• Children who do not have enough to eat are more likely to be hospitalized and have a greater risk for a range of health problems, including asthma and depression.
  • Research shows that low-income children with access to SNAP are less likely to have problems such as obesity, high blood pressure, heart disease, and diabetes as adults.

STEPS TO PROGRAM SUSTAINABILITY: STANFORD CHRONIC DISEASE SELF-MANAGEMENT PROGRAM (CDSMP)
The long-term sustainability of evidence-based programs such as the CDSMP is a growing concern for state and local public health agencies, healthy aging agencies, and community-based organizations that deliver these programs. A new article from Nonprofit Impact, The Path to Program Sustainability, outlines three steps that can lead to program sustainability. The article includes a new holistic model for sustainability, guidance for defining a sustainability model that works for your program, and steps for developing a sustainability (or business) plan to guide your program toward a more sustainable future. Click here to read more.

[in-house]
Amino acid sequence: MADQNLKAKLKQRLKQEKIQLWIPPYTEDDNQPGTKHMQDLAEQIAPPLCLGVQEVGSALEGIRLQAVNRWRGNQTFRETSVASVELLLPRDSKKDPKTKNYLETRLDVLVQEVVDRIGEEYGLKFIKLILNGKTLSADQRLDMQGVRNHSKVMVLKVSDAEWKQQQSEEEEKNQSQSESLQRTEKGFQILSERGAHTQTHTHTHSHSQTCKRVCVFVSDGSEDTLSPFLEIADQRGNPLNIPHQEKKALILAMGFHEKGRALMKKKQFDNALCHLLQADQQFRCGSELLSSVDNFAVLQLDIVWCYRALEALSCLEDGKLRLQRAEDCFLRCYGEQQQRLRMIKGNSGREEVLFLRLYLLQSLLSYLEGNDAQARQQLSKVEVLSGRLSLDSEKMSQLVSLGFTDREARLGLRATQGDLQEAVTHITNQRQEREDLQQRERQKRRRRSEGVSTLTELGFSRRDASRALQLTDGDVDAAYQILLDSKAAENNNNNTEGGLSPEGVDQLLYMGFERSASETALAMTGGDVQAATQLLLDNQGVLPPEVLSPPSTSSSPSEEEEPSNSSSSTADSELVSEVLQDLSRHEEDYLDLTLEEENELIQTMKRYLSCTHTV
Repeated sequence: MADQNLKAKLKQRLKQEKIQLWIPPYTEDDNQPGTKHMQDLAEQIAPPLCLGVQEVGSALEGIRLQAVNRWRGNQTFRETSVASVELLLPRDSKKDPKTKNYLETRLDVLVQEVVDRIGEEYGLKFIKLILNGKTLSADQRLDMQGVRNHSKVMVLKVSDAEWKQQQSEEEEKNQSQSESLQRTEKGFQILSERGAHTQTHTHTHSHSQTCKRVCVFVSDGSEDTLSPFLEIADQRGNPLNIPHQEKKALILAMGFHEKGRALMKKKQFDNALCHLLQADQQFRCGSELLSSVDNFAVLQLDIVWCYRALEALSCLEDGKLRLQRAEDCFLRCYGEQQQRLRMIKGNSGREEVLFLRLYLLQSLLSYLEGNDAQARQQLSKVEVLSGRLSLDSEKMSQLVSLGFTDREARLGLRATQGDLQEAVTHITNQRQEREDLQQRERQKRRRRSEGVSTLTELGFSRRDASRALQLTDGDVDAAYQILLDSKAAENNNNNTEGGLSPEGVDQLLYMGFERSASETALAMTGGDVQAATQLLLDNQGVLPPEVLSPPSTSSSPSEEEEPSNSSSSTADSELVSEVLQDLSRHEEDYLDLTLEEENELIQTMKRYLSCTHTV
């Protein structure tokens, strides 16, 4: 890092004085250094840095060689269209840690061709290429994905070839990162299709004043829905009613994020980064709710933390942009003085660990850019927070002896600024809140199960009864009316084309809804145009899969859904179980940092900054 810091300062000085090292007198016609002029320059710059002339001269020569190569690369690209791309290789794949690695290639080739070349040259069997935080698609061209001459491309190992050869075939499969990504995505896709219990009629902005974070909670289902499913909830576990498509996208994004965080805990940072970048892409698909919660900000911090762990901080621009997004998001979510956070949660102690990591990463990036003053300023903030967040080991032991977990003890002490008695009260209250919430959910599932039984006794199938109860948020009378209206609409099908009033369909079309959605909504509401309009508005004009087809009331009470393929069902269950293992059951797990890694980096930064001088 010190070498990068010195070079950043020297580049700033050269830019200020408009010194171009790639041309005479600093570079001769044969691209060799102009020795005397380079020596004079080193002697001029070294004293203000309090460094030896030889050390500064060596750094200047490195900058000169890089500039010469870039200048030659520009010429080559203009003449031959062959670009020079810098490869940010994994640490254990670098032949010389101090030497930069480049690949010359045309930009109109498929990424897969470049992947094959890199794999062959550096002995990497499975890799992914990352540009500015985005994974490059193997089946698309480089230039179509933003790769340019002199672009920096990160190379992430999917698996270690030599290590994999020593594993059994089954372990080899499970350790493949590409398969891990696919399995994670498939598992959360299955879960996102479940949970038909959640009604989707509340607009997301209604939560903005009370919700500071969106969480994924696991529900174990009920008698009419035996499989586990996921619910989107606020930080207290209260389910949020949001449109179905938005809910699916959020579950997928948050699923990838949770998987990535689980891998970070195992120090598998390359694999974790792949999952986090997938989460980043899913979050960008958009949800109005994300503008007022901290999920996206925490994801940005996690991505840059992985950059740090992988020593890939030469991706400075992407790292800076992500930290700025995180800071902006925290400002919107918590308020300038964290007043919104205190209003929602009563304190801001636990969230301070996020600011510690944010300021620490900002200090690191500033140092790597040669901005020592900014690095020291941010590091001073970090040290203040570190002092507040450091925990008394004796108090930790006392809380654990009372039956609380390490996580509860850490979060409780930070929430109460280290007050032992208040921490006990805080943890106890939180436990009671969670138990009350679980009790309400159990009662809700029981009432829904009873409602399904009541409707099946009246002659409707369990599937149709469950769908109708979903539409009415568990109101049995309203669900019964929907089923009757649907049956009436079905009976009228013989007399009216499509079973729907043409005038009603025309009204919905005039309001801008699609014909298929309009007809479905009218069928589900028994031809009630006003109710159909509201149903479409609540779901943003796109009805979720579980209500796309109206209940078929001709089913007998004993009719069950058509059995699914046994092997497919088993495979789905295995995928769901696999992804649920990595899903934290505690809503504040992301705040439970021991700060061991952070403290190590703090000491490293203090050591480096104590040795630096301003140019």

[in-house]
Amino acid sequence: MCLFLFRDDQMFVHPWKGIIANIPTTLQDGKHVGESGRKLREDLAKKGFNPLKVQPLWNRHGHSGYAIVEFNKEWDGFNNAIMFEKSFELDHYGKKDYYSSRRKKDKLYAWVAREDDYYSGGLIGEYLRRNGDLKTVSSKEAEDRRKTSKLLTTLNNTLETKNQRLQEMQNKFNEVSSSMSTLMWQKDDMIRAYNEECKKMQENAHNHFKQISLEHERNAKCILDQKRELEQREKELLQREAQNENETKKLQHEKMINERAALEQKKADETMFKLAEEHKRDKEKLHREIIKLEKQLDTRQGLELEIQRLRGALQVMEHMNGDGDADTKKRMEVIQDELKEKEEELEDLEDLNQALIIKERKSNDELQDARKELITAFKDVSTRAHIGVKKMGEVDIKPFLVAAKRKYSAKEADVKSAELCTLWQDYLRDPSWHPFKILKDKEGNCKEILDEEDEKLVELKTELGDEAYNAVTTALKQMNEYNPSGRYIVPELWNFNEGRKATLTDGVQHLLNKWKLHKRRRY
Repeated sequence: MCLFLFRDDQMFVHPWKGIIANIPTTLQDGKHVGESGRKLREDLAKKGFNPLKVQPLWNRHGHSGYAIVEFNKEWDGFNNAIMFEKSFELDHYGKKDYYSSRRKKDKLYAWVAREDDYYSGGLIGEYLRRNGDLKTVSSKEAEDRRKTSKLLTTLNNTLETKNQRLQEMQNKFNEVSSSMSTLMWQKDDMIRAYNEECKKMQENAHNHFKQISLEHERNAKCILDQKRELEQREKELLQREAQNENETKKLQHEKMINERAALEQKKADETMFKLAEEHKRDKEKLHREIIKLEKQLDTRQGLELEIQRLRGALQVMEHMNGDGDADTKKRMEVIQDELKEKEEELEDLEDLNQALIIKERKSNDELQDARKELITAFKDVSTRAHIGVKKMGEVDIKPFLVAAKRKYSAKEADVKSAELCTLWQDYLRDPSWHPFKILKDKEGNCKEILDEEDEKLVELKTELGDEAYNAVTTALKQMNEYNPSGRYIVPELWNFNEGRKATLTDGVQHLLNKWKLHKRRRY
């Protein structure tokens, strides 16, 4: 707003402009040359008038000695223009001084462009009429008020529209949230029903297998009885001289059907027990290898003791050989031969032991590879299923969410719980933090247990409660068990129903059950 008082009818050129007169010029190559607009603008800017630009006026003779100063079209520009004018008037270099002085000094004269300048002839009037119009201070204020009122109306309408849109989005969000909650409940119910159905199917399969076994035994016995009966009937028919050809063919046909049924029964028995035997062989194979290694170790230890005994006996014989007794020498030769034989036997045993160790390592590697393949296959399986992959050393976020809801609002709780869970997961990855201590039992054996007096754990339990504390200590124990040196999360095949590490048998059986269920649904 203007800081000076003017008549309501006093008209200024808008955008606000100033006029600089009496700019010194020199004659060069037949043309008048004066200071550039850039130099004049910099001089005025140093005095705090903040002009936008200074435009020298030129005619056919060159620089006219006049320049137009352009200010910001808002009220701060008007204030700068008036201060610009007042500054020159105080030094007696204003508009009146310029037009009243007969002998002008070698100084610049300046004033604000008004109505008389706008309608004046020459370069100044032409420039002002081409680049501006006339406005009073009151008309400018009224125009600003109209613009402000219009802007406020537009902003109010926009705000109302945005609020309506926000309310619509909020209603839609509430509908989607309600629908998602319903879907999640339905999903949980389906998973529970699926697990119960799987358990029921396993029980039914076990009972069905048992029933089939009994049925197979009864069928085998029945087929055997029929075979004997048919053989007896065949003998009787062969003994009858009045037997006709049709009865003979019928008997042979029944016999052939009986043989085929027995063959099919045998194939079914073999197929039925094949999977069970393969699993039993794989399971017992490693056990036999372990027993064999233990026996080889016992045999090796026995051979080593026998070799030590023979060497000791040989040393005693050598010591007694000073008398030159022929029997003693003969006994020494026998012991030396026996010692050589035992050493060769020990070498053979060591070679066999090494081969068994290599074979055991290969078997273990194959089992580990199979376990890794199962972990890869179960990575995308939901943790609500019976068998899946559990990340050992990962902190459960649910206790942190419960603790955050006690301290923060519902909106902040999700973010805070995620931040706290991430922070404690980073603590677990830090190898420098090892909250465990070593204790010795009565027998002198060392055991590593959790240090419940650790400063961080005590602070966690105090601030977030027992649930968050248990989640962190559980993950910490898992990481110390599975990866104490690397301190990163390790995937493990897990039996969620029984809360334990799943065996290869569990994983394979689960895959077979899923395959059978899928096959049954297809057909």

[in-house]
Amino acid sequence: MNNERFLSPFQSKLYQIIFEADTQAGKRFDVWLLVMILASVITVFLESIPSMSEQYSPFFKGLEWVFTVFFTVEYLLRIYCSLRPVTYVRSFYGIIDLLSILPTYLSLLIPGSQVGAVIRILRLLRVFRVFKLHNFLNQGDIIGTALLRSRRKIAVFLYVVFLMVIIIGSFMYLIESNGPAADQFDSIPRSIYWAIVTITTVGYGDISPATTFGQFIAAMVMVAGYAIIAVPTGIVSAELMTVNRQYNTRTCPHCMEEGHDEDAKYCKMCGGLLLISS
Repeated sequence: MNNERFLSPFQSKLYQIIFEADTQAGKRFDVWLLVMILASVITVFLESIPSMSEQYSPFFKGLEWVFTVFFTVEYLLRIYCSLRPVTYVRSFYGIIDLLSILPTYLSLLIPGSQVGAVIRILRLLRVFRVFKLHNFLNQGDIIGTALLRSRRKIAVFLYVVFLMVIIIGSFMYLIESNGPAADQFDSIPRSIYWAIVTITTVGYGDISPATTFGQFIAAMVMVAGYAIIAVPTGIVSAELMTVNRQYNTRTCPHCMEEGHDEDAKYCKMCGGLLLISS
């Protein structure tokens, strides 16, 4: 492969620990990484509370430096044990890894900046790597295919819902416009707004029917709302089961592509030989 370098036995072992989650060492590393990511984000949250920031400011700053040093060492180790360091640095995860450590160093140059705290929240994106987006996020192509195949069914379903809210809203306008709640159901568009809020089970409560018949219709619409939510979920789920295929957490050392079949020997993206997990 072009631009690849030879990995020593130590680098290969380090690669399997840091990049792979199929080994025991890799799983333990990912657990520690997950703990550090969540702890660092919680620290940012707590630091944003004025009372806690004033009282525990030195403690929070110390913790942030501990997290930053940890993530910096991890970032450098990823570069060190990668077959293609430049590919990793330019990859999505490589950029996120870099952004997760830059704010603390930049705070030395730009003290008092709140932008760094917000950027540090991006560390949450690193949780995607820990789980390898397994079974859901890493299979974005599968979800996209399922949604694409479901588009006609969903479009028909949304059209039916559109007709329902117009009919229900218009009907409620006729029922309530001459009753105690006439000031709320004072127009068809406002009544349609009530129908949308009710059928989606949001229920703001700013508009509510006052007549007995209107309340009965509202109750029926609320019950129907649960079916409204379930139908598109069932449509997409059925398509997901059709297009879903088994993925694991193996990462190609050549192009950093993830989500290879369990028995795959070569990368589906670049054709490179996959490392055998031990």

ARCHIVED WEBCAST: MARKETING COMMUNITY-BASED INTERVENTIONS
In June 2013, the Alabama Department of Public Health, in partnership with the CDC, presented: Talk About It! Marketing Community-based Interventions Through Health Care Provider and Community Ambassador Outreach. Participants learned about the 1.2.3 Approach to Provider Outreach and the Spread the Word marketing strategy using Community Ambassadors, how these strategies were used for marketing self-management education and physical activity programs, and the guidance and resources available for each approach. Click here to access archived webcast: